Everyone loves a good puzzle. That’s why Adam Spencer, the author of The Number Games, recently posed a mathematical brainteaser via the Sun involving a sequence of nineteen numbers. The numbers we know in the sequence are listed below:
8, 18, 11, 15, 5, 4, 14, 9, 19, 1, 7, 17, 6, 16, ? , ?, ?, ?, ?
Now, the only numbers used are in the range of 1 to 19. No numbers can be repeated. Now, there is a pattern to the sequence of numbers, and your keen powers of observation will be able to note that the last five numbers used in the sequence will be some combination of 13, 12, 10, 3, and 2. (If you’re more into logic brain-busters, a MIT professor called this puzzle “the hardest ever.”)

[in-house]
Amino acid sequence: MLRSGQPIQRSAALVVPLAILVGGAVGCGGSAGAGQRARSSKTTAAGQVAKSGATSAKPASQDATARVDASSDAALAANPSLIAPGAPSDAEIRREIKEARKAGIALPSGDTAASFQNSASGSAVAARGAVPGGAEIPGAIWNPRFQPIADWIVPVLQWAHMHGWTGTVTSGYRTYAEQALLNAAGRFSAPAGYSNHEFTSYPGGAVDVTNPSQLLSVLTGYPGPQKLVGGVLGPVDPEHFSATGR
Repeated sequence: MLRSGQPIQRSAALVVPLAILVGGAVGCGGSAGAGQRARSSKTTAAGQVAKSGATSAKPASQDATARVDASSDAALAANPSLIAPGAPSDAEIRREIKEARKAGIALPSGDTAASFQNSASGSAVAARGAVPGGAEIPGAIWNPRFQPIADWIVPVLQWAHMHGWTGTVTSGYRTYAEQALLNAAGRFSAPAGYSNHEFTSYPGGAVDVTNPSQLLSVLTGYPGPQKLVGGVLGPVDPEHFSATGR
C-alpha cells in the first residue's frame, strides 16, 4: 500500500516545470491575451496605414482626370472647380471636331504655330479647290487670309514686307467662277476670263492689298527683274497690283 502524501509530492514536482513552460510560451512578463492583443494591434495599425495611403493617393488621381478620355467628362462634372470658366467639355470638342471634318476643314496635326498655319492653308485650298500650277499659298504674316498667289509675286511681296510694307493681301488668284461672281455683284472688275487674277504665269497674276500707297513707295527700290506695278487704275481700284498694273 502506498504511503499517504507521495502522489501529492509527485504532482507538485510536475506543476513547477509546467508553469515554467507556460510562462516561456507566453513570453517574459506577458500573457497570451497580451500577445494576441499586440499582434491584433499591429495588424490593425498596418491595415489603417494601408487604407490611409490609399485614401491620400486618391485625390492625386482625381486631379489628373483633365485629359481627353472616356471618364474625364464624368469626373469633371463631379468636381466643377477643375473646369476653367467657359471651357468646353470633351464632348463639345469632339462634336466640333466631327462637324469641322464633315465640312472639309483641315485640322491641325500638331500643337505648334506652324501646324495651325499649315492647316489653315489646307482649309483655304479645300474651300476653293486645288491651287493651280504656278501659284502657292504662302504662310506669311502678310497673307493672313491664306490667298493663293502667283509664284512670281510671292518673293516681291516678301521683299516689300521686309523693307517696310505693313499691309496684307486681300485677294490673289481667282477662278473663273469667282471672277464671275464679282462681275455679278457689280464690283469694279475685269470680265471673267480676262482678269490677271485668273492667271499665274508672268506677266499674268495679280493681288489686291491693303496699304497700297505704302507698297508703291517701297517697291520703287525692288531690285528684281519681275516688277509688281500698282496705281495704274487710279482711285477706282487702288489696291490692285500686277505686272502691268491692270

Any luck? Here are a few hints: The sequence doesn’t obey any mathematical rule, and it is not counting any particular group of things. The only way to figure out the problem, according to Spencer, is to think of the numbers as words and write them out. The completed sequence is as follows:
8, 18, 11, 15, 5, 4, 14, 9, 19, 1, 7, 17, 6, 16, 10, 13, 3, 12, 2.
Numerically, the sequence’s order is meaningless. That’s because they’re actually just listed in alphabetical order. While you’re in puzzle-mode, a bunch of raccoons solved this ancient Greek riddle—can you figure it out?
[Source: The Sun]